However, sensitivity is not resolution. Ear/mind is less resolving with regards to the difference in volume - as described by various double blind listening tests you no doubt can find using EBU AES as keyword. Logarithmic scale actually keeps the "loundess resolution" close to constant pretty well, so the real threshold for difference in clear tones is between 1 to 3 dB. (Edit: no, it doesn't depend on frequency, see below.)

It's worst at the extremes, slightly related to absolute sensitivity at that frequency.

(Edit: It's not actually logarithmic, but pretty close: https://secure.wikimedia.org/wikipedia/en/wiki/Weber%E2%80%93Fechner_law#The_case_of_sound )


Edited by AstralStorm - 7/11/11 at 5:41pm
post #36 of 54

Direct conversions of dB to Pa, and yes, it goes up fast:

 

  • 0dB = 10^0 Pa = 1Pa (no increase)
  • 10dB = 10^1 Pa = 10Pa (Increase of 9)
  • 20dB = 10^2 Pa = 100Pa (Increase of 90)
  • 30dB = 10^3 Pa = 1000Pa (Increase of 900)
  • 40dB = 10^4 Pa = 10000Pa (Increase of 9000)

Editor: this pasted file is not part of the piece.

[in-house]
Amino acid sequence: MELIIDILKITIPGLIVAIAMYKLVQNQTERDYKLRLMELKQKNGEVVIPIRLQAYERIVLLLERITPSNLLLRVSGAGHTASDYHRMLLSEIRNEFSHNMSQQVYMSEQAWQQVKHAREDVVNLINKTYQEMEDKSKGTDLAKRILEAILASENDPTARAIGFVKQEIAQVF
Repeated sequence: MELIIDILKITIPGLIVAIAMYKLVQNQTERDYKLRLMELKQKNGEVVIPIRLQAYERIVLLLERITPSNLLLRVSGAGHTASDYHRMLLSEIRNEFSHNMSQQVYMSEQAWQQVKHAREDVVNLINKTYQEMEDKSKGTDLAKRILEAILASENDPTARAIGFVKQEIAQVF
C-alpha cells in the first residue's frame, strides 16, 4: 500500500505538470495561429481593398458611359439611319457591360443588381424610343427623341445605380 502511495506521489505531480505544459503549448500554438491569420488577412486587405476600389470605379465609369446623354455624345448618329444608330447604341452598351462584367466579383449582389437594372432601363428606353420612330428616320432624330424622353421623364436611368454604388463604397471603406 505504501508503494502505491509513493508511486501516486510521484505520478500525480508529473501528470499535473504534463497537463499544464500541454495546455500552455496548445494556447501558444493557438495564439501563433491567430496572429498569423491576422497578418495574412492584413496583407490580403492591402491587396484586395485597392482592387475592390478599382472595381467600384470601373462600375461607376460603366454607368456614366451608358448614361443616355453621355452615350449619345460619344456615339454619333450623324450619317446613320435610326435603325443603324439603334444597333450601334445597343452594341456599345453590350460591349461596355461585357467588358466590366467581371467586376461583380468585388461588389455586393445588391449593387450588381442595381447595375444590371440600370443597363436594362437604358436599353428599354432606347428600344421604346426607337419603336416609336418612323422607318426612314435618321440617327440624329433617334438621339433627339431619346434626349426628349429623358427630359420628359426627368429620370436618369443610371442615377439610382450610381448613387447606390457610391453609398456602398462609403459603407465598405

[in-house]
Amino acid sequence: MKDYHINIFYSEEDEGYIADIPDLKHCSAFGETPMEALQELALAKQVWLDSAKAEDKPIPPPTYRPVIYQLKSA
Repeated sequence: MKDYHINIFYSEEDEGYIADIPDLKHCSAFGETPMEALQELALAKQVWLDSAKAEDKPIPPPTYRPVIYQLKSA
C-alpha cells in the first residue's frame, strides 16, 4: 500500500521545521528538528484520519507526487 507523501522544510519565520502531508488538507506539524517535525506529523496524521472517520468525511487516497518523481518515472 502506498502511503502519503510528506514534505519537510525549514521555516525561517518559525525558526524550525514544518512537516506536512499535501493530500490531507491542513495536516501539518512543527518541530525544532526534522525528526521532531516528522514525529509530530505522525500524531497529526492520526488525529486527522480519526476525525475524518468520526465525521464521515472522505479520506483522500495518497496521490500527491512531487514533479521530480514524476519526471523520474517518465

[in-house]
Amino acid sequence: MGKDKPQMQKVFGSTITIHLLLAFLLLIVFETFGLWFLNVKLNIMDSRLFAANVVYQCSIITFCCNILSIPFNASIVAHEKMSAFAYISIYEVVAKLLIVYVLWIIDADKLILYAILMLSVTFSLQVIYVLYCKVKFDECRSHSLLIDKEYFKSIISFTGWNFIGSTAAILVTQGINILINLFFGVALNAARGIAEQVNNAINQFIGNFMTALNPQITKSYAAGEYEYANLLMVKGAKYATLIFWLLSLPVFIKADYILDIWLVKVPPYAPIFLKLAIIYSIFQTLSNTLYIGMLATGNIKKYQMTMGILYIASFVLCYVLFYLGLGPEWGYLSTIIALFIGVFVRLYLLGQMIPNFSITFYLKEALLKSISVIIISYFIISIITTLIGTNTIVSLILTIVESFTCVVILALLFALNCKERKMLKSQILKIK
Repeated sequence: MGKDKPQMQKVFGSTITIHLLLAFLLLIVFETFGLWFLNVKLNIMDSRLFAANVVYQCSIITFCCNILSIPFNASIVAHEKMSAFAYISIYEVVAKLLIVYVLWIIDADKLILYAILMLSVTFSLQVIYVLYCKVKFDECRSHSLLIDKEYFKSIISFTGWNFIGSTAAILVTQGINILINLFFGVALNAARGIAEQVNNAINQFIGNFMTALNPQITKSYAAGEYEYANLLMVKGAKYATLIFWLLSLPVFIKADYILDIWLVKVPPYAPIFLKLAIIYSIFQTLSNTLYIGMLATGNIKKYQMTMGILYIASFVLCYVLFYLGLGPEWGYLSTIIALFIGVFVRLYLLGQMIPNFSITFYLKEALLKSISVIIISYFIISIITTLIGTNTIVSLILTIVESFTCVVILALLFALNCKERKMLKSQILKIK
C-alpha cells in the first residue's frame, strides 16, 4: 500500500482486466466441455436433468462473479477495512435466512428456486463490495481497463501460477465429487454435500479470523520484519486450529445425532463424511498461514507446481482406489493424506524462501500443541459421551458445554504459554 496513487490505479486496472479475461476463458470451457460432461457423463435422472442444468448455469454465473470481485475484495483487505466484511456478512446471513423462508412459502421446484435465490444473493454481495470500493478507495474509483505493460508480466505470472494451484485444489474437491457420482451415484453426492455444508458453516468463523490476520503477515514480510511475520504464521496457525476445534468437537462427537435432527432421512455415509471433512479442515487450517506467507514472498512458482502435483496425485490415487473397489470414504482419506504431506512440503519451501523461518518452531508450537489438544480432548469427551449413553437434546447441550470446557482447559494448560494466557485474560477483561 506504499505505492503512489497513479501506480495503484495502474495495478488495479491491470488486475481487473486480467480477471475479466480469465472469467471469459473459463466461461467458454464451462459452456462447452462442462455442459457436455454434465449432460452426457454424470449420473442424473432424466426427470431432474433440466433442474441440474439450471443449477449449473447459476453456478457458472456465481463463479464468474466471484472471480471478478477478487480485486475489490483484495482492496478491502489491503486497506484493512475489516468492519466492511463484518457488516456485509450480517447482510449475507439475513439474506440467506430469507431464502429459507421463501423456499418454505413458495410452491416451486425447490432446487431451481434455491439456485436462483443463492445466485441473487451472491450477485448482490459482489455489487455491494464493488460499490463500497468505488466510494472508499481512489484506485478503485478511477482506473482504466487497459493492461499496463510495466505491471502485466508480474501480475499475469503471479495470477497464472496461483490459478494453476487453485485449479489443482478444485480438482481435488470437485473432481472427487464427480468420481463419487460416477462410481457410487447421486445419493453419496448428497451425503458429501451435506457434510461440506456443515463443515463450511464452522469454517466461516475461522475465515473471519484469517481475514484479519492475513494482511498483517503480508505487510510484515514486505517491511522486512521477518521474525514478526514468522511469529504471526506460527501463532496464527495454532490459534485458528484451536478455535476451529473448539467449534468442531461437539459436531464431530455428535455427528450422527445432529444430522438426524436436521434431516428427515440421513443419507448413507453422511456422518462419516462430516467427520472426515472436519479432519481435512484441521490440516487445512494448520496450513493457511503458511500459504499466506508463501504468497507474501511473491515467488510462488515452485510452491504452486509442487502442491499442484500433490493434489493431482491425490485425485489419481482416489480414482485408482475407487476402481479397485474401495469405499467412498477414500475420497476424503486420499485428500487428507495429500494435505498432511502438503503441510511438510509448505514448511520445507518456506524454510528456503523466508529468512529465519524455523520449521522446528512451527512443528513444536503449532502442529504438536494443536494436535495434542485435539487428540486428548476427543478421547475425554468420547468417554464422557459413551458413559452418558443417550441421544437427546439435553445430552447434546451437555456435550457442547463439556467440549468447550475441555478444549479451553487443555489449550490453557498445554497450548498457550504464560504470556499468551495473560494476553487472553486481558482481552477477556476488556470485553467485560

• 50dB = 10^5 Pa = 100000Pa (Increase of 90000)
  • 60dB = 10^6 Pa = 1000000Pa (Increase of 900000)
  • 70dB = 10^7 Pa = 10000000Pa (Increase of 9000000)
  • Continue

So lets say the sound went from 70dB (measured @ certain frequency) to 69dB (measured at the same frequency) then you'd get (in Pa) 10000000Pa - 7943282.347Pa = 2056717.653Pa change.  Converting that 2056717 back into dB you'd get > 50dB change in sound...  Is that audible?  I'd hope so.  Remember, dB vs Pa isn't linear, they go up in powers of 10.  Notice that this was to calculate a 1dB drop in intensity (70 to 69), but the result was actually a 50dB change in total intensity due to the way the dB system is set up.  And most of the time, the change goes from much larger numbers like 90dB to 89dB which would yield a total of about 80dB of intensity change.  In order to do these calculations you have to convert dB to Pa.